51rk8frRwfL._SY344_BO1,204,203,200_Her Wings of Glass (the title a quotation from Sylvia Plath) is to be a 200 page anthology that will complement but not repeat Second Light’s previous anthology (with Arrowhead Books), Images of Women. The focus of this anthology is ‘big issues’, for example the future of the planet, good and evil aspects of our relationship with the natural world and with each other, different aspects of our imaginative understanding of ‘who we are’.

The invitation is for up to six poems per submission, not more than 200 lines in total, with three copies of each poem to Dilys Wood at 3, Springfield Close, East Preston, West Sussex, BN16 2SZ, by January 15th 2014 together with the administrative fee of £5 (Second Light members) or £8 (non-members). Cheques payable to ‘Second Light’ or pay online at the poetry p f (online shop (filter to ‘Wings’). Non-UK submissions may be sent by e-mail as .doc or .pdf attachments, only to Second Light Administrator (poet Anne Stewart. ) Anne Stewart is a fabulous help with your technical questions. [Check out Anne’s poems HERE.]

The adjudicators will advise those selected by 30th June 2014 and those poets whose work is selected will receive a copy of the anthology when published. Submitted poems may be published (details on poem please) or unpublished or otherwise out in submission. Second Light may also publish a short spin-off anthology if funds allow.

FULL SUBMISSIONS GUIDELINES HERE

artemisEditor’s note: Poets of the distaff side, don’t forget Second Light Network of Women Poets as a primary professional association with an excellent bi-annual journal ARTEMISpoetry, which is published in November and in May. Membership in Second Light network is not restricted to residents of England.

terriREV. TERRI STEWART (Cloaked Monk) is the founder of the Youth Chaplaincy Coalition in Seattle, Washington. Don’t miss tomorrow’s post for details. You will find Terri’s philosophy of Extreme Accompaniment of interest and applicable to the many situations we encounter and have the impulse to heal.

PAULA KUITENBROUWER (Mindful Drawing) was honored by Boeddhistisch Dagblad, the premier Buddhist magazine of the Netherlands, with an interview and photographs … in Paula’s words her “three minutes of fame.” The feature is HERE in Dutch.

bd

1012862_450201838416190_1876830770_nNIAMH CLUNE (On the Plum Tree)  has set-off a virtual explosion of activity and inspiration on her Plum Tree Books Facebook Page.  She is hosting posts by a bevy artists and writers including Shawn MacKenzie (Dragonsnest) with Editor’s Corner and Jamie Dedes (The Poet by Day , the journey in poem).  Jamie’s Corner, Soul Speak with Jamie Dedes, is about matters concerned with the inner life.

Niamh’s Plum Tree Books (PTB) is a small book publishing company and will publish material on FB based on the creative collaborations of team members. PTB encourages participation and comment on many subjects from technical advice on how to make a recording, to poetry, social comment, inspirational quotes to inspire your poetry, and how to illustrate children’s books. PTB is always looking for new talent to showcase.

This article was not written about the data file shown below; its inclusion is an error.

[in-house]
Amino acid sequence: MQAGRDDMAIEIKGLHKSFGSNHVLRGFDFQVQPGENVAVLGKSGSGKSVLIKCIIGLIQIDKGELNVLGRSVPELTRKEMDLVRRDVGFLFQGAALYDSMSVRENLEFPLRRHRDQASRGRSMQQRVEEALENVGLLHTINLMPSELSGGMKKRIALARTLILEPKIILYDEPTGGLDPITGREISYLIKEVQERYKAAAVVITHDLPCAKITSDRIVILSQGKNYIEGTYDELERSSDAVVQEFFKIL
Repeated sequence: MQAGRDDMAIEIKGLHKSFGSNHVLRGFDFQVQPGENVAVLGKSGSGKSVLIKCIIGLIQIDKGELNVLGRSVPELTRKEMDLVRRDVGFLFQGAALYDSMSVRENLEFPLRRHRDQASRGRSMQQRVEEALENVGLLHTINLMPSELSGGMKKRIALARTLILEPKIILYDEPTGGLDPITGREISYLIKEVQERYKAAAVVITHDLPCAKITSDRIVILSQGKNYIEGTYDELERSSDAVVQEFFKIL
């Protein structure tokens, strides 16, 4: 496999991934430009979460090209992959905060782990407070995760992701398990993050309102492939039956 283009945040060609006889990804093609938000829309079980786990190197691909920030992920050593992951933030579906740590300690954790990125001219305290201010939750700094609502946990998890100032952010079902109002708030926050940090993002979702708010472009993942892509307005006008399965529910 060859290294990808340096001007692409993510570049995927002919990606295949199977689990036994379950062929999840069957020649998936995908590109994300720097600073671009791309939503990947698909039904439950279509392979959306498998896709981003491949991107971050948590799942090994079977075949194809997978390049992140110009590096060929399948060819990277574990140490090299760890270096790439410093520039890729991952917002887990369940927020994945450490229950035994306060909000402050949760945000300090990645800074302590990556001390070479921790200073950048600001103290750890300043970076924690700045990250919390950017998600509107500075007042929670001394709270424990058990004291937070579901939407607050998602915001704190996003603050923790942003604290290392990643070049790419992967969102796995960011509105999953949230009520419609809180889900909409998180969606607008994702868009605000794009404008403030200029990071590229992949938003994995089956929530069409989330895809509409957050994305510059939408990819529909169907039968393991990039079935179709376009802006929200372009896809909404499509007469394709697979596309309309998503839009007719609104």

twavatarKAREN FAYETH‘s (Oh Fair New Mexico) latest short story What Leibniz Never Learned was published by The Storyteller, a literary magazine of the print variety. Here’s a snippet with a link to the complete story:

“Anton dropped his head into his hands and, with a deep sigh, allowed frustration to wash over him. He had so many things to say, deep, powerful, urgent emotions, and all he could squeeze out on the pages of his quadrille lined laboratory notebook were gibberish lines and jumbled words.

If only expressing words of love was as simple as the calculus that flowed so easily for him. Figuring derivatives of complex equations happened with ease and grace. Math made sense. Feelings did not.

He turned to a clean page and wrote down a problem. He crafted the most difficult math he could think of and then solved the equation without breaking a mental sweat. Math – in particular, calculus – made him feel better.

That’s because: Math = Easy2 + Clean + Pure

Words sucked. They could be misinterpreted and get all jumbled up and used against a guy. Especially with girls.” MORE.

REENA PRASAD (Butterflies of Time, a convas of poety) ~ is an Indian poet, blogger, and blogging-community friend based in Sharjah. She works tirelessly on her poetry and on getting her work published. Congratulations to her on her most recent success, the publication of Seasons on Thanal Online.

CALL FOR SUBMISSIONS: We are delighted to be introducing some new talent into the mix over the next few weeks and we continue to work on the submissions received from the Call for Submissions, which is now closed. If you have not heard from us yet, do not despair. The project is simply taking more time than anticipated.

POETS AGAINST WAR was certainly a successful effort and we continue to receive submissions, which will be posted and then also added to the collection Poets Against War, 2013 collection.

POETS AGAINST WAR, the book: Several among the Core Team members, contributors, readers and friends have indicated an interest in publishing the poems in anthology with the proceeds from sales going to an international charity to be named. We are researching the details on this and will share information and plans as they become clarified. The short-term plan is to host another peace event in September 2014 to include artists, photographers, story-tellers and essayists. It will be implemented in concert with the 2014 global 100,000 Poets for Change. If all works out, we’ll electronically publish the combined collection (2013, 2014) during the first quarter of 2015. If you have suggestions or technical skills to share, please let us know and they will be factored into our considerations and/or into the planning process. Just leave a note in the comments. Thank you!